A representative democracy may provide for recall of elected representatives that voters become dissatisfied with. It may also provide for some deliberative democracy (e.g. Canadian Royal Commission) or direct democracy (e.g. referendum) measures. However, these are not always binding and usually require some legislative action - legal power usually remains firmly with representatives. One halfway is to have an "upper house" that is not directly elected, such as the Canadian Senate, which was in turn modelled on the UK House of Lords.
A European mediaeval tradition of selecting representatives from the various estates (effectively, classes, but not as we know them today) to advise/control monarchs led to relatively wide familiarity with representative systems. Edmund Burke in his speech to the electors of Bristol classically analysed their operation in Britain and the rights and duties of an elected representative.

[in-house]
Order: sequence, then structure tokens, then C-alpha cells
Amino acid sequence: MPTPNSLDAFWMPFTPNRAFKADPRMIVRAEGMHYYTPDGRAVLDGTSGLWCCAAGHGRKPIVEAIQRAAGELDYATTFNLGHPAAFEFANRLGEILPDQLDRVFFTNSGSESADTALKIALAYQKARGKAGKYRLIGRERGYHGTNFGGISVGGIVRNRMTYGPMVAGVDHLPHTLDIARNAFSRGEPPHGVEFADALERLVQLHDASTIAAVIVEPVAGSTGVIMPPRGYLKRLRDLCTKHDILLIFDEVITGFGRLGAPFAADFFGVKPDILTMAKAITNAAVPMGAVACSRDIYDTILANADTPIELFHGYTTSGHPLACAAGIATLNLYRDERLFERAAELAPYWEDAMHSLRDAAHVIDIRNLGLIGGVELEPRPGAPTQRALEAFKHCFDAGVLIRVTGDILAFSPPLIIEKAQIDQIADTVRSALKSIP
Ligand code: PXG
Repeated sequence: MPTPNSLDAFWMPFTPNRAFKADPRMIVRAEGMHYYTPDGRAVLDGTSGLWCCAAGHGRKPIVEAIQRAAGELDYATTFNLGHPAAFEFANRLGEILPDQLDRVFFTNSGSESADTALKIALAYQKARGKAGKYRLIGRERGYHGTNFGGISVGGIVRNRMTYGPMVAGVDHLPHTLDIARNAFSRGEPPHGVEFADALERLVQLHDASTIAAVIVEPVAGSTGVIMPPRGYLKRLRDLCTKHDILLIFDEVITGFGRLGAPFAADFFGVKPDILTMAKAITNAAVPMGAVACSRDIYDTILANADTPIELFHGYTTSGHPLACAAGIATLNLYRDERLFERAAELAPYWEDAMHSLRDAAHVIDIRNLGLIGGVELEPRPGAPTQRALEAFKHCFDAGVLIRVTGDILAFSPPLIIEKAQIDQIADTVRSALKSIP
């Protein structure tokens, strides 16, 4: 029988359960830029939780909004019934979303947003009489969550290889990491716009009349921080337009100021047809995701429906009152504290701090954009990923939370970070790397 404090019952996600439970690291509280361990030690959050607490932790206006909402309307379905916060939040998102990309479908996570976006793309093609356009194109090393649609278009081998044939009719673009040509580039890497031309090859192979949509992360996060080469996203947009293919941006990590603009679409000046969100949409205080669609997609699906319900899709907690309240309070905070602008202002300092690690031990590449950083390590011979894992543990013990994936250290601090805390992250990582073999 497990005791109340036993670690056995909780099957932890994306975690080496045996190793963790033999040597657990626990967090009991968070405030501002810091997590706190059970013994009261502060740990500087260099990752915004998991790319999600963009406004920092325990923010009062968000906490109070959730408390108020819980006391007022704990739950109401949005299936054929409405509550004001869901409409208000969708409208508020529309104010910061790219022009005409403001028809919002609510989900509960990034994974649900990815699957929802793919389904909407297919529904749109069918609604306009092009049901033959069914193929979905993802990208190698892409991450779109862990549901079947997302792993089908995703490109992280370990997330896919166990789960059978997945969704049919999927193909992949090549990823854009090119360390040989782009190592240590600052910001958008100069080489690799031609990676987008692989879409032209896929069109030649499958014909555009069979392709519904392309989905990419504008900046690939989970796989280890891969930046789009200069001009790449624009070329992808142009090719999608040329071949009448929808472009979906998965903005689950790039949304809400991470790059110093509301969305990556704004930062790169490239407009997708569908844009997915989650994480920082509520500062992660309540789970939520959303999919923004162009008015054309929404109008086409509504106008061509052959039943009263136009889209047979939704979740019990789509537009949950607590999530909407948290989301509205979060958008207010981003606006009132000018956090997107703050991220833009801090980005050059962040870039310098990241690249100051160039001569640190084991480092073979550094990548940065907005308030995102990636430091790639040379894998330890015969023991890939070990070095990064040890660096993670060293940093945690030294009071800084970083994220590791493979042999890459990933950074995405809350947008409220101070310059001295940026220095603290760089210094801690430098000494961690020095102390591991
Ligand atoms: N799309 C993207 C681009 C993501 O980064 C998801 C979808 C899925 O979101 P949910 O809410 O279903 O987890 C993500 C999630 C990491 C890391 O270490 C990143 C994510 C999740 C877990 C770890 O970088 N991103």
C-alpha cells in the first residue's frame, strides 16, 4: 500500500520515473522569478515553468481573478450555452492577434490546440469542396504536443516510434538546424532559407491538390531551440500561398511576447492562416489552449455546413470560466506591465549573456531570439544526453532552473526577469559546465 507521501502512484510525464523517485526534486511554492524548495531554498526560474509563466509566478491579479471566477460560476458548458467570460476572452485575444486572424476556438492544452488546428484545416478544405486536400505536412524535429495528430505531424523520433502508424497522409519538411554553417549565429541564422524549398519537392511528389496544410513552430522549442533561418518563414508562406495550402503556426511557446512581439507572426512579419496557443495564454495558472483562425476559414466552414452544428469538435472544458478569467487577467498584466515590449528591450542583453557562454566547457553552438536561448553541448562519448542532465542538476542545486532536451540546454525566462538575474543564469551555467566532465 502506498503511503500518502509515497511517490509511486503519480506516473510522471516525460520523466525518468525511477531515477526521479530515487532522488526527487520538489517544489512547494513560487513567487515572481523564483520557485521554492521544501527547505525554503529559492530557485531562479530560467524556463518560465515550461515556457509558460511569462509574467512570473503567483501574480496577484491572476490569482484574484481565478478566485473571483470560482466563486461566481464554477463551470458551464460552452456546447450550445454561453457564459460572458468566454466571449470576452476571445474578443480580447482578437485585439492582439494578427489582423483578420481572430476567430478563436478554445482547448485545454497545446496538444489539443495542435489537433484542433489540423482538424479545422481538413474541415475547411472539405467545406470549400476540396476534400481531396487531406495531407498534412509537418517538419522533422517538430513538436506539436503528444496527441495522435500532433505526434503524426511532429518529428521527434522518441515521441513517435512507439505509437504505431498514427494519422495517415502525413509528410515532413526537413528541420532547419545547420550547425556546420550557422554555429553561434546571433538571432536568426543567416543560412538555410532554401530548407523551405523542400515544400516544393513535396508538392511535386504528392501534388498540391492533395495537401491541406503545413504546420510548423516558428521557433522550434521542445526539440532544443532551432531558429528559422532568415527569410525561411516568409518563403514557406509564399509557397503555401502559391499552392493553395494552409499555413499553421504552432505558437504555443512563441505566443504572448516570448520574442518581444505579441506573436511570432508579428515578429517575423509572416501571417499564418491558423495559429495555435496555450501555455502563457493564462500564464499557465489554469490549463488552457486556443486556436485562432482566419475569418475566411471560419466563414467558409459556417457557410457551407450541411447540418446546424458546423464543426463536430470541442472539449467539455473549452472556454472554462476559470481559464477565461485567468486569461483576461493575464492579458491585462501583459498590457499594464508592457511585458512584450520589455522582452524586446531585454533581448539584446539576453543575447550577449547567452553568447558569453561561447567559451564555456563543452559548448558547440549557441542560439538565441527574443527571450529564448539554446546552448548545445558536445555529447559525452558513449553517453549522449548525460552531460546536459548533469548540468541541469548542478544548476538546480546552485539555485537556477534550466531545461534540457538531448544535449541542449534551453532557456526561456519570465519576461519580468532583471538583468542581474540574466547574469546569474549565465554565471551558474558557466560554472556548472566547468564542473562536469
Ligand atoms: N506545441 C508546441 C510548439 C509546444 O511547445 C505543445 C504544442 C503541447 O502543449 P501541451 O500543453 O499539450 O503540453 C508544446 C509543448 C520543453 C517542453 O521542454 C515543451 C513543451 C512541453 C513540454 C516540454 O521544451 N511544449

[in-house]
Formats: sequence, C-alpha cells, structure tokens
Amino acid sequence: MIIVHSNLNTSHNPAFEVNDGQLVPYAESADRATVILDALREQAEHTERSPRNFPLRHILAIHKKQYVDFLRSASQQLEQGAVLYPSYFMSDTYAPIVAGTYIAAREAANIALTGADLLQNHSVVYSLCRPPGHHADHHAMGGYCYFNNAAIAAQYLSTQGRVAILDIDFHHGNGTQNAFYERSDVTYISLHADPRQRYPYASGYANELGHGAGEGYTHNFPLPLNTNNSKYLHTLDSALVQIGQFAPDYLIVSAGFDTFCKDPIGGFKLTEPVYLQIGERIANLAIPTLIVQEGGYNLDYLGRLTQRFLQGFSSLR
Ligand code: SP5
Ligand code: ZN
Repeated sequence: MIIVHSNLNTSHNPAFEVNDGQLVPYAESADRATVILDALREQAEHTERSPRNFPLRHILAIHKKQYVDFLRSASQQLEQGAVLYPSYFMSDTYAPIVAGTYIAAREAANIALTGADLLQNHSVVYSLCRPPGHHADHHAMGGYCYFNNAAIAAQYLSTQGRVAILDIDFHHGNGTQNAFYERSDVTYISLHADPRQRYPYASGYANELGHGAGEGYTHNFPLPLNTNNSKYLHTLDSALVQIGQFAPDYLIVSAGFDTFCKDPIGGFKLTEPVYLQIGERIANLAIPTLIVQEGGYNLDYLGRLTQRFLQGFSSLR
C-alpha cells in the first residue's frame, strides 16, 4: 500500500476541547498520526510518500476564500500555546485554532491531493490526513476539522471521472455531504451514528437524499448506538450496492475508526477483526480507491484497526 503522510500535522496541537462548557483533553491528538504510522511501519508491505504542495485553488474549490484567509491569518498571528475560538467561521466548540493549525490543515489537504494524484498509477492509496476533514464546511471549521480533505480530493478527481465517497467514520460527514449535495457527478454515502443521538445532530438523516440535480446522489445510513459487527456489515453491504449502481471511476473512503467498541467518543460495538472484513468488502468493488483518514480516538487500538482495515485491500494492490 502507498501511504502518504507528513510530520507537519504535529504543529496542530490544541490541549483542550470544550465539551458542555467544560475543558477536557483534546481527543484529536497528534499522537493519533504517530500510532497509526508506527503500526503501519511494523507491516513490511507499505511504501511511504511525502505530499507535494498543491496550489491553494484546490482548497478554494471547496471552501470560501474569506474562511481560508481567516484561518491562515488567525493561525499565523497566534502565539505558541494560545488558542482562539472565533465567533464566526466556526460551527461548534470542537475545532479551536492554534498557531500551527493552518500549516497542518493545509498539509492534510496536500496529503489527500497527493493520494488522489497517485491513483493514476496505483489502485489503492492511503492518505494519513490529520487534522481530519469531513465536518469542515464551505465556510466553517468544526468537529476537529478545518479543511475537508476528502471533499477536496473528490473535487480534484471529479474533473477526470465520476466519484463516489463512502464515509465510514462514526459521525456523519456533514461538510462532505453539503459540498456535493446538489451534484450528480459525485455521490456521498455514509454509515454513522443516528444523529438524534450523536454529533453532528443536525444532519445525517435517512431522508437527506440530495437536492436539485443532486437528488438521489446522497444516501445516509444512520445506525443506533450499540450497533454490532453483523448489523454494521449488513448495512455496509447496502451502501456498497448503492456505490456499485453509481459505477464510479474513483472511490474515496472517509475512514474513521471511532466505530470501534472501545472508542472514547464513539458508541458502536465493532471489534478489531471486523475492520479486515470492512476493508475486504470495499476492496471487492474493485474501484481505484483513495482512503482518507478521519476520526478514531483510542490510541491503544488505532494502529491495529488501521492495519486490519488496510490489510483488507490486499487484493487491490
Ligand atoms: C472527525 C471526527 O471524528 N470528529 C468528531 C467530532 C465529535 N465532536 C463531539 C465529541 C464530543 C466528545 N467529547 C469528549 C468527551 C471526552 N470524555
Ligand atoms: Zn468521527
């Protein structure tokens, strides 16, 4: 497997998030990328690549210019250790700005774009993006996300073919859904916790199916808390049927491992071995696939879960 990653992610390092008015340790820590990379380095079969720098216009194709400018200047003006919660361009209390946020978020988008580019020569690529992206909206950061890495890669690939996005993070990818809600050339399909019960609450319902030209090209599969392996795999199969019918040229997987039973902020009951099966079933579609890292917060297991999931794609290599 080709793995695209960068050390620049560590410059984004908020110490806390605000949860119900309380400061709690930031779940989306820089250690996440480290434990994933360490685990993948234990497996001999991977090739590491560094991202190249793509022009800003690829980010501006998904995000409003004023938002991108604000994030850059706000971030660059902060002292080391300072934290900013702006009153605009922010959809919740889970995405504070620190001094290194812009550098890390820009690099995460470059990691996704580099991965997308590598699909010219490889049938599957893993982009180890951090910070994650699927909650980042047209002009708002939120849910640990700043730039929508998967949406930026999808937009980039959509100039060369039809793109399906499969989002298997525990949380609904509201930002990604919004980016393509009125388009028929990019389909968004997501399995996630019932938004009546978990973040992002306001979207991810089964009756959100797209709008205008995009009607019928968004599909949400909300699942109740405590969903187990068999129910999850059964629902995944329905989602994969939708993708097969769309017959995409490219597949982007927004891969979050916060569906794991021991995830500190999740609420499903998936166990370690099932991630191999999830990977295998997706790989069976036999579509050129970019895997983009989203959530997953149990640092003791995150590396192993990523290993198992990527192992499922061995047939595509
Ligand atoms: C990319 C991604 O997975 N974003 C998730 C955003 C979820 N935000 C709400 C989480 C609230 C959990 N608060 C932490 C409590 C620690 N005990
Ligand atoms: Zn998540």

Representative democracy came into particular general favour in post-industrial revolution nation states where large numbers of subjects or (latterly) citizens evinced interest in politics, but where technology and population figures remained unsuited to direct democracy.
Globally, in 2003, a majority of the world's people live in representative democracies including constitutional monarchy with strong representative branch - the first time in history that this has been true. It has been the most successful form of civics since absolute monarchy. In general, absolute monarchy has become constitutional due to the rise of the power and skill of representatives, sometimes involving political revolutions - but in almost all cases, the representatives come first, and the revolutions have come after.
Normally each representative is elected by, and responsible to, a particular subset of the total electorate: this is called his or her constituency.